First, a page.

Twenty-nine infants with advanced ROP were identified from the two referral hospitals and divided into the 5 regions of the country they were born in and referred from to identify the region with the most cases of advanced ROP. Thirty percent of ROP cases were found in the central region of the country while 13% were found in the Western region (Table 2).
Information was extracted from 13 infants. The remaining files of 16 infants from different regions in the country were not obtainable either due to lack of contact information, parents were not reachable by the recorded contact information or lack of information about the hospital where the infant was born.
All patients had one or more pitfall contributing to advanced ROP as follows (Table 3): Failure to follow up by the ophthalmologist was identified in 5 patients. Failure to diagnose by the ophthalmologist due to lack of knowledge or experience was noted in 4 patients. Failure to arrange ophthalmic screening by the neonatologist was identified in 3 patients. Failure to show for follow up appointments due to family negligence was observed in 3 patients. Failure to deliver treatment or refer to higher center for treatment in a timely manner despite correct diagnosis was identified in 2 patients. In one patient, the disease progressed despite timely diagnosis and treatment.
The following presents summaries of all included patients
The neonate was screened at 33 weeks with no ROP seen in both eyes. No follow up appointment was given, and no other ophthalmic examination was found. The child presented to the referral hospital with stage 5 ROP in the right eye and stage 4B ROP in the left eye.
A premature infant was admitted to NICU for 65 days. First screening and first follow-up were done in a timely manner. Follow-up exam at 33- and 34-week postmenstrual age (PMA) revealed poor visualization of both eyes and then no signs of ROP respectively. The ophthalmologist recommended that the child should be assessed by a retina consultant. Two weeks later at 36 weeks, the infant was seen again and showed no signs of ROP in both eyes. There was an undated recommendation to refer the patient to a higher center for further assessment. However, it did not occur for an unknown reason.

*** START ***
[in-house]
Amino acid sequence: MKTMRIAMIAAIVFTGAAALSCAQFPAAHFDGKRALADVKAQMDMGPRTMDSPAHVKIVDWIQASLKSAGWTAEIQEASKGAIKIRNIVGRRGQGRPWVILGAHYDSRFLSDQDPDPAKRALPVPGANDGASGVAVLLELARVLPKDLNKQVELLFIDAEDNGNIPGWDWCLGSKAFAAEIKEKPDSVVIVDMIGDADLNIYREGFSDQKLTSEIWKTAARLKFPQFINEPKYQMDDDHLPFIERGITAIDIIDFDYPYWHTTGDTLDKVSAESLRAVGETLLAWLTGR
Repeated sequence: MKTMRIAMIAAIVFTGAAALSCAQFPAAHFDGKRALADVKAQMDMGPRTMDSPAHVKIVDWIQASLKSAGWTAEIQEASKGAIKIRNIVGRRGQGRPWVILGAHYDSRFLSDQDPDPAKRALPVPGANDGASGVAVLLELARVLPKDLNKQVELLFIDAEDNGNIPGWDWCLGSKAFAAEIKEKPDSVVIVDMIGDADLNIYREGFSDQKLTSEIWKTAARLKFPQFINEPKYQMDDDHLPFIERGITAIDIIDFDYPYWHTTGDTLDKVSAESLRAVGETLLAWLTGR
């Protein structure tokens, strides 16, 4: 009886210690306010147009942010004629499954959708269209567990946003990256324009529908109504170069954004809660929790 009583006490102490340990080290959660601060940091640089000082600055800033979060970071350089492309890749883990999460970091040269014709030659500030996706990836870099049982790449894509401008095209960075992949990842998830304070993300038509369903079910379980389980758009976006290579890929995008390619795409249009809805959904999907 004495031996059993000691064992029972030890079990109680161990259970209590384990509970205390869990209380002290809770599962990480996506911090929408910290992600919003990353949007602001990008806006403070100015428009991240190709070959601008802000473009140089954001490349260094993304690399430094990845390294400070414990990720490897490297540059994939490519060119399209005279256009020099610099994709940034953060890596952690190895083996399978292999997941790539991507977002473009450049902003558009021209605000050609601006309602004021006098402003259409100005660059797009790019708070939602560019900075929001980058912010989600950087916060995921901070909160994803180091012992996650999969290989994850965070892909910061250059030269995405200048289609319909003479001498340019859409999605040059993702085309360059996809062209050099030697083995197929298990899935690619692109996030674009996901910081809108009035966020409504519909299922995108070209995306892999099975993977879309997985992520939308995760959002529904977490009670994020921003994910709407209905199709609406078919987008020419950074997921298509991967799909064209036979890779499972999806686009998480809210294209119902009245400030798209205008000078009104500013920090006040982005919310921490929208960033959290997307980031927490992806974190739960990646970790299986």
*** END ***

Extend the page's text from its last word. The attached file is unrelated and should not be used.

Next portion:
One of triplets was admitted suffering from encephalopathy, developmental delay, and asthma. The infant was screened at 36 weeks and documented to have no ROP and no plus disease in both eyes. She was given a 1-week follow up which was not performed. The child was then discharged from the NICU 2 weeks later. No documentation that an appointment was given to the family before discharge. The patient then presented to the referral hospital with Stage 5 ROP in both eyes.
An infant was admitted to the NICU for 7 weeks, mechanically ventilated then on oxygen nasal cannula. She was first screened at 33, 34- and 35-weeks PMA and was found to have no ROP in both eyes. Follow up was given in 2 weeks however, the files showed that the infant was re-examined at 40 weeks and found to have Stage 3 with vitreous hemorrhage in the right eye, and Stage 2 with vitreous opacity in the left eye. The family were given a report and were told to seek care at a tertiary center. She then presented to the referral hospital with bilateral stage 5 ROP.
An infant was admitted to the NICU for 5 weeks. An ophthalmic exam has been ordered but was never performed. The infant was referred for to a general hospital for his medical condition and was screened by the ophthalmologist at 37 weeks PMA and found to have Stage 5 ROP in both eyes. The child was sent to the referral hospital for further management.
An infant was admitted to the NICU for 14 weeks. The infant was on continuous positive airway pressure and oxygen hood. The infant also had a patent ductus arteriosus (PDA), and a grade I intraventricular hemorrhage (IVH). The first ophthalmic screening was at 34 weeks and was found to have Stage 1 in Zone II in both eyes. Follow-up examinations at weeks 36 and 38 weeks revealed the same findings. Examination at 40 weeks revealed Stage 3 in Zone II with plus disease. The infant was treated with laser indirect ophthalmoscopy in both eyes twice over a 2-week period. The infant was discharged from the NICU at 44 weeks. Examination at discharge revealed in the a flat retina with blood vessels bridging anteriorly in the right eye, the left eye was poorly dilated with posterior synechia and a tractional retinal detachment involving the macula with a fibrotic band [Stage 4B]. The infant presented to the referral hospital with bilateral Stage 4B.